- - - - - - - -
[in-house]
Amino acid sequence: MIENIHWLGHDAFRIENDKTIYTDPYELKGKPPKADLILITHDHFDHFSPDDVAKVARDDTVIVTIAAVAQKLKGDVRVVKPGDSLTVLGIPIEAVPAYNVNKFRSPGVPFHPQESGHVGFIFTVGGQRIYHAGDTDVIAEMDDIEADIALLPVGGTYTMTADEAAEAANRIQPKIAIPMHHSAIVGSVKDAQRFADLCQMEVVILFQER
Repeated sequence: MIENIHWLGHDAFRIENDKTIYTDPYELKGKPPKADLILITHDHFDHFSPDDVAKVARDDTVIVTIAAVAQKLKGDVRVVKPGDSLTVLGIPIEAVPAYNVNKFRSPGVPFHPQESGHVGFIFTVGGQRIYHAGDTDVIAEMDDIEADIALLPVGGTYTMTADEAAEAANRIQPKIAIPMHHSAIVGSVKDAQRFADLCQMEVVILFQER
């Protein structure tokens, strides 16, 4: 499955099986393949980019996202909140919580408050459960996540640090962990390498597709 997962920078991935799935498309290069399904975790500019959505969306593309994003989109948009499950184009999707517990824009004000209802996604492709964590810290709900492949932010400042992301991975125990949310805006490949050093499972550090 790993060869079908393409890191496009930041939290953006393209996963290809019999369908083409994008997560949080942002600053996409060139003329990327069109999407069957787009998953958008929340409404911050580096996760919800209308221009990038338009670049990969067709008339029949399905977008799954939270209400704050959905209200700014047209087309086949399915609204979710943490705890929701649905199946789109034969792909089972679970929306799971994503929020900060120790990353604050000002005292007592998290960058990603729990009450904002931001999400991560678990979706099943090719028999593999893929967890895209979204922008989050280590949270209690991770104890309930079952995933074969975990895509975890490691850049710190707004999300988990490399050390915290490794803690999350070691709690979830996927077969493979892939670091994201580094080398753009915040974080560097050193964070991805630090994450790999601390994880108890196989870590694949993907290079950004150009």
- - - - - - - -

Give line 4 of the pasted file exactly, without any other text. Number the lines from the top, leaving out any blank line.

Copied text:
């Protein structure tokens, strides 16, 4: 499955099986393949980019996202909140919580408050459960996540640090962990390498597709 997962920078991935799935498309290069399904975790500019959505969306593309994003989109948009499950184009999707517990824009004000209802996604492709964590810290709900492949932010400042992301991975125990949310805006490949050093499972550090 790993060869079908393409890191496009930041939290953006393209996963290809019999369908083409994008997560949080942002600053996409060139003329990327069109999407069957787009998953958008929340409404911050580096996760919800209308221009990038338009670049990969067709008339029949399905977008799954939270209400704050959905209200700014047209087309086949399915609204979710943490705890929701649905199946789109034969792909089972679970929306799971994503929020900060120790990353604050000002005292007592998290960058990603729990009450904002931001999400991560678990979706099943090719028999593999893929967890895209979204922008989050280590949270209690991770104890309930079952995933074969975990895509975890490691850049710190707004999300988990490399050390915290490794803690999350070691709690979830996927077969493979892939670091994201580094080398753009915040974080560097050193964070991805630090994450790999601390994880108890196989870590694949993907290079950004150009």